‘Beyond Ferguson – Criminal Justice Reform for the 21st Century’ to feature discussion by police, prosecutors on Wednesday, Oct. 28

Police car

The Wake Forest Law Criminal Justice Program and the American Constitution Society will co-host, “Beyond Ferguson – Criminal Justice Reform for the 21st Century,” at noon on Wednesday, Oct. 28, in the Worrell Professional Center, Room 1312. Scheduled speakers include Walter Holton (JD ’84), former U.S. Attorney for the Middle District of North Carolina, Winston-Salem Police Department Capt. Natoshia James and Wake Forest Law Professors Mark Rabil and Kami Chavis Simmons, who is the director of the Criminal Justice Program.

Holton and Simmons are among the founding members of the Law Enforcement Leaders to Reduce Crime and Incarceration, which is calling for a reduction in both crime and incarceration. They joined Ben David (JD ’95), district attorney for New Hanover and Pender counties in North Carolina, in announcing the group’s formation last week in The New York Times and with a visit to President Obama. “This is a critical time in our nation with respect to criminal justice reform,” Professor Simmons says. “There is now widespread bipartisan support for major changes including alternatives to arrest and reforming mandatory minimum laws.  We are experienced current and former law enforcement officials who know that we can reduce mass incarceration and crime at the same time.”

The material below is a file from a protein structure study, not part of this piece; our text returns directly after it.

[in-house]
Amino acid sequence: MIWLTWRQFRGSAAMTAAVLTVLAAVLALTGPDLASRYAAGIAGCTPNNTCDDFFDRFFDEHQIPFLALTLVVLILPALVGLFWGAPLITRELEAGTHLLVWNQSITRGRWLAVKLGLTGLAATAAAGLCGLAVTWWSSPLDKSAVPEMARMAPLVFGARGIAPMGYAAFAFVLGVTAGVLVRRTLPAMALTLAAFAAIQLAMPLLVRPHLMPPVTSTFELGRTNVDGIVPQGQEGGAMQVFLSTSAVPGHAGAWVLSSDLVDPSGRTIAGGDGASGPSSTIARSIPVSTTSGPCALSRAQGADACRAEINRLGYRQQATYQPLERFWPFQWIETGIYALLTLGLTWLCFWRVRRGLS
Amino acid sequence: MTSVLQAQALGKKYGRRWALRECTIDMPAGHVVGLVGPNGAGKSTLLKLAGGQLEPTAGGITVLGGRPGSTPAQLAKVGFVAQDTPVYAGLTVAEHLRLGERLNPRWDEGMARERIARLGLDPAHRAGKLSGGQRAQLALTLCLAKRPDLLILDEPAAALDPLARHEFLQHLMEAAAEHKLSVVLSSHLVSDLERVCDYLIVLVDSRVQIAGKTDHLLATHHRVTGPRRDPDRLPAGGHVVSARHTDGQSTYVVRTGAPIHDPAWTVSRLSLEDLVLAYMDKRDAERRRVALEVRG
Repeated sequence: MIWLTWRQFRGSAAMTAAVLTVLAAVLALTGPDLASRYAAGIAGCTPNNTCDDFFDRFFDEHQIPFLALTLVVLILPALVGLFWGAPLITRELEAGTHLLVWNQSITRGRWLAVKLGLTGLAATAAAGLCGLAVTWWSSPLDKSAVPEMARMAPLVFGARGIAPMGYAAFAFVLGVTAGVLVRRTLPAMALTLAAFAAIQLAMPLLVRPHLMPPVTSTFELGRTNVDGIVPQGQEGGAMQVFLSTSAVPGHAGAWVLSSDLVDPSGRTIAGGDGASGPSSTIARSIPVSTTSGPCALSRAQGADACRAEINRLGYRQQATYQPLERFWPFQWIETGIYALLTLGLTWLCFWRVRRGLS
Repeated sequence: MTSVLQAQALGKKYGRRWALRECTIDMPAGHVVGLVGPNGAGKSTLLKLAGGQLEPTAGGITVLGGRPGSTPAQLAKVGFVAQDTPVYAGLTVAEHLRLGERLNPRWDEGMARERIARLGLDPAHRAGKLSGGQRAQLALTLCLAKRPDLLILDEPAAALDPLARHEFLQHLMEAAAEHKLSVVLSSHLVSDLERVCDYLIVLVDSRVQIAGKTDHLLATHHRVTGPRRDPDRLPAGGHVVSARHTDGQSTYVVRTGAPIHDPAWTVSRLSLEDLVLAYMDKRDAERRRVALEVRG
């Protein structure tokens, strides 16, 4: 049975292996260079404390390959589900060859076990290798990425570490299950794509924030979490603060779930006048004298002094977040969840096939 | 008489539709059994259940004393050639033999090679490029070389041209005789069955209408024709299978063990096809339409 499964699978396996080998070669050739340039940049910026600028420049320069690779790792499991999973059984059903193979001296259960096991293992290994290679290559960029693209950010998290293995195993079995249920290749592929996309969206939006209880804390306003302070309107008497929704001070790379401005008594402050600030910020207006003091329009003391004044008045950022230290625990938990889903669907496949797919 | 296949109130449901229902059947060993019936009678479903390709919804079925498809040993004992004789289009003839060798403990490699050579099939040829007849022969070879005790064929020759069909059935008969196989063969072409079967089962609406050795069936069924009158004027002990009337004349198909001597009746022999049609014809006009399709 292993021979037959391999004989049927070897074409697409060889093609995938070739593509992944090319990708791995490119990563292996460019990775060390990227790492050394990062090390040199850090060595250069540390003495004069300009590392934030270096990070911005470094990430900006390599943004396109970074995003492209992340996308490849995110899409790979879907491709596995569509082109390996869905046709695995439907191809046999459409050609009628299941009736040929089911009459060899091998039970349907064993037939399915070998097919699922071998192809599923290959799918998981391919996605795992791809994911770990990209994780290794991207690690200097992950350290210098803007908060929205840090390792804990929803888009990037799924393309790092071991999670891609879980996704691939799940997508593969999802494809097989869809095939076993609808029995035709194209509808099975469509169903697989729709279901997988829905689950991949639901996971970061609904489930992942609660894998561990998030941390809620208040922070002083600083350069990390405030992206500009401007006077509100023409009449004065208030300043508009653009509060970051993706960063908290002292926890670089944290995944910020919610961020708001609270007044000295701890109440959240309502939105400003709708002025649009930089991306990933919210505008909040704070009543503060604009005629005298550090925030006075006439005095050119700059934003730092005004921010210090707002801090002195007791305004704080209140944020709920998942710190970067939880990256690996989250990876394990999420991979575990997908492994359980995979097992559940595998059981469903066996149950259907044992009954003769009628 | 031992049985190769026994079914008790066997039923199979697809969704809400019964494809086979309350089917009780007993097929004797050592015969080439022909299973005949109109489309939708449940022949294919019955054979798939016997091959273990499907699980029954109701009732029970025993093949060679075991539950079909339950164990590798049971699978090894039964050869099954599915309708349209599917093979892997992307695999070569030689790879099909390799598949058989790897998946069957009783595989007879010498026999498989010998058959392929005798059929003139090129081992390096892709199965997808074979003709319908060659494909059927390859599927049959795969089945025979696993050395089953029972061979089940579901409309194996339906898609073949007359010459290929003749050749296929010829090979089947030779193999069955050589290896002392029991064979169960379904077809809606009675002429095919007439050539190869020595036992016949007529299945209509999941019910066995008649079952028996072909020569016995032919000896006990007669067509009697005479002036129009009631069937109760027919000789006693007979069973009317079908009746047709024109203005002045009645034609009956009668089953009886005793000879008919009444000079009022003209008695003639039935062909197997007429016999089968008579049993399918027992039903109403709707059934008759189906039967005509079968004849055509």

The Criminal Justice Program is designed to facilitate critical thinking and scholarly engagement surrounding criminal justice systems in the United States. It offers students interested in criminal justice an opportunity to engage in theoretical and practical dialogue about these issues to enhance their doctrinal classroom experiences.

In 2015, Professor Simmons was appointed as a Senior Academic Fellow at the Joint Center for Political And Economic Studies. She has substantial practice experience and writes and teaches in areas related to criminal law, criminal procedure and criminal justice reform. After receiving her J.D. from Harvard Law School, she worked as an associate at private law firms in Washington, D.C., where she participated in various aspects of civil litigation, white-collar criminal defense, and internal investigations. In 2003, she became an Assistant United States Attorney for the District of Columbia, involving her in a wide range of criminal prosecutions and in arguing and briefing appeals before the District of Columbia Court of Appeals. Professor Simmons frequently makes presentations on law-enforcement issues and is a leader in the field of police accountability.

Professor Rabil is the founding director of the Innocence and Justice Clinic since 2009, and he also teaches Trial Advocacy and Criminal Procedure. Prior to becoming a full-time professor, Rabil served Wake Forest Law as a supervising attorney for the Litigation Clinic from 1983 until 2013, and as an adjunct professor of trial advocacy from 2003 until 2013. In 2004, the North Carolina Academy of Trial Lawyers awarded Rabil the Thurgood Marshall Award for his work representing Darryl Hunt. The story of the case is told in Ricki Stern and Annie Sundberg’s award-winning documentary, “The Trials of Darryl Hunt,” which premiered on HBO in 2007, and won numerous film festival awards around the world. Rabil tells his story about his work in the Hunt case in his law review article, “My Three Decades With Darryl Hunt.” 75 Albany L. Rev. 1535 (2012).